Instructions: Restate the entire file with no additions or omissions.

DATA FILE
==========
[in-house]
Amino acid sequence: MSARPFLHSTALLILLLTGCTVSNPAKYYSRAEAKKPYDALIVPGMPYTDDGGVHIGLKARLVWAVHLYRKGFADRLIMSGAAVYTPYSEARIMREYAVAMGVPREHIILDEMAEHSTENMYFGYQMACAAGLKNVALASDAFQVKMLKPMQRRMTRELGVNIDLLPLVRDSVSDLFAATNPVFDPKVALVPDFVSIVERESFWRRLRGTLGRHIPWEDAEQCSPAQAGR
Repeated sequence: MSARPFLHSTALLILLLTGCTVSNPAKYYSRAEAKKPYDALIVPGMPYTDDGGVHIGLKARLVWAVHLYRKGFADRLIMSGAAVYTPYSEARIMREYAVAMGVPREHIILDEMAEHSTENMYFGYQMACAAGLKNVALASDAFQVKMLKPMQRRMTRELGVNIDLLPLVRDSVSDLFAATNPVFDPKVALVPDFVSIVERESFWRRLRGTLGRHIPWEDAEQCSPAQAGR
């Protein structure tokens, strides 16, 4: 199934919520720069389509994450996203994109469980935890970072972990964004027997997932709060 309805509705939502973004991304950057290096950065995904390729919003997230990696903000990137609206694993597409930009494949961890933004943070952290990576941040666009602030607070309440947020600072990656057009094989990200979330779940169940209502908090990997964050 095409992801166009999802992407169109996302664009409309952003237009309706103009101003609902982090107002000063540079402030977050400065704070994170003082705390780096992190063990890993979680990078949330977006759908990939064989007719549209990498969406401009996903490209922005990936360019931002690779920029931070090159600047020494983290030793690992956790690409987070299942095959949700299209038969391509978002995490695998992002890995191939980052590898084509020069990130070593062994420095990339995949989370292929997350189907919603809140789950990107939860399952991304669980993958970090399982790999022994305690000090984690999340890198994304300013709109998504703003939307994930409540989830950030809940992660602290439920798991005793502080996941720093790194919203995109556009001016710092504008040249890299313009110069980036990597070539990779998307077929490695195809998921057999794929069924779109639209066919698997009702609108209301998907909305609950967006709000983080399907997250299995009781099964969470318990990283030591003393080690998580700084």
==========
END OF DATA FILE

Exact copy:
[in-house]
Amino acid sequence: MSARPFLHSTALLILLLTGCTVSNPAKYYSRAEAKKPYDALIVPGMPYTDDGGVHIGLKARLVWAVHLYRKGFADRLIMSGAAVYTPYSEARIMREYAVAMGVPREHIILDEMAEHSTENMYFGYQMACAAGLKNVALASDAFQVKMLKPMQRRMTRELGVNIDLLPLVRDSVSDLFAATNPVFDPKVALVPDFVSIVERESFWRRLRGTLGRHIPWEDAEQCSPAQAGR
Repeated sequence: MSARPFLHSTALLILLLTGCTVSNPAKYYSRAEAKKPYDALIVPGMPYTDDGGVHIGLKARLVWAVHLYRKGFADRLIMSGAAVYTPYSEARIMREYAVAMGVPREHIILDEMAEHSTENMYFGYQMACAAGLKNVALASDAFQVKMLKPMQRRMTRELGVNIDLLPLVRDSVSDLFAATNPVFDPKVALVPDFVSIVERESFWRRLRGTLGRHIPWEDAEQCSPAQAGR
């Protein structure tokens, strides 16, 4: 199934919520720069389509994450996203994109469980935890970072972990964004027997997932709060 309805509705939502973004991304950057290096950065995904390729919003997230990696903000990137609206694993597409930009494949961890933004943070952290990576941040666009602030607070309440947020600072990656057009094989990200979330779940169940209502908090990997964050 095409992801166009999802992407169109996302664009409309952003237009309706103009101003609902982090107002000063540079402030977050400065704070994170003082705390780096992190063990890993979680990078949330977006759908990939064989007719549209990498969406401009996903490209922005990936360019931002690779920029931070090159600047020494983290030793690992956790690409987070299942095959949700299209038969391509978002995490695998992002890995191939980052590898084509020069990130070593062994420095990339995949989370292929997350189907919603809140789950990107939860399952991304669980993958970090399982790999022994305690000090984690999340890198994304300013709109998504703003939307994930409540989830950030809940992660602290439920798991005793502080996941720093790194919203995109556009001016710092504008040249890299313009110069980036990597070539990779998307077929490695195809998921057999794929069924779109639209066919698997009702609108209301998907909305609950967006709000983080399907997250299995009781099964969470318990990283030591003393080690998580700084």